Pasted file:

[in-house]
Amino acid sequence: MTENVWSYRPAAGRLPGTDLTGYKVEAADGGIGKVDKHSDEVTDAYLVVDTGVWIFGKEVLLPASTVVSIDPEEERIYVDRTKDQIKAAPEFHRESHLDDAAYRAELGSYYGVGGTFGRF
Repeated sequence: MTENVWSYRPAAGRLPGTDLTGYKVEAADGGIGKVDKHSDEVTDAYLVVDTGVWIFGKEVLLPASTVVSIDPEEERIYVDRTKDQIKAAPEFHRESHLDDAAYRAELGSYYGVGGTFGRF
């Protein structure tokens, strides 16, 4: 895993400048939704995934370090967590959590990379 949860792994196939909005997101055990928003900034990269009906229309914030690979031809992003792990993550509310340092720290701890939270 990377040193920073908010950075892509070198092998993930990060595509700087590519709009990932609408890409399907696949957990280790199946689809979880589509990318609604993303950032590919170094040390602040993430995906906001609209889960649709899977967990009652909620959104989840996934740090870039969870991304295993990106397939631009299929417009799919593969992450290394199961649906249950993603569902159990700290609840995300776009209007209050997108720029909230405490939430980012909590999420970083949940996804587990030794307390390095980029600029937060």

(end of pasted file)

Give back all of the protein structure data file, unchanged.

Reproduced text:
[in-house]
Amino acid sequence: MTENVWSYRPAAGRLPGTDLTGYKVEAADGGIGKVDKHSDEVTDAYLVVDTGVWIFGKEVLLPASTVVSIDPEEERIYVDRTKDQIKAAPEFHRESHLDDAAYRAELGSYYGVGGTFGRF
Repeated sequence: MTENVWSYRPAAGRLPGTDLTGYKVEAADGGIGKVDKHSDEVTDAYLVVDTGVWIFGKEVLLPASTVVSIDPEEERIYVDRTKDQIKAAPEFHRESHLDDAAYRAELGSYYGVGGTFGRF
């Protein structure tokens, strides 16, 4: 895993400048939704995934370090967590959590990379 949860792994196939909005997101055990928003900034990269009906229309914030690979031809992003792990993550509310340092720290701890939270 990377040193920073908010950075892509070198092998993930990060595509700087590519709009990932609408890409399907696949957990280790199946689809979880589509990318609604993303950032590919170094040390602040993430995906906001609209889960649709899977967990009652909620959104989840996934740090870039969870991304295993990106397939631009299929417009799919593969992450290394199961649906249950993603569902159990700290609840995300776009209007209050997108720029909230405490939430980012909590999420970083949940996804587990030794307390390095980029600029937060």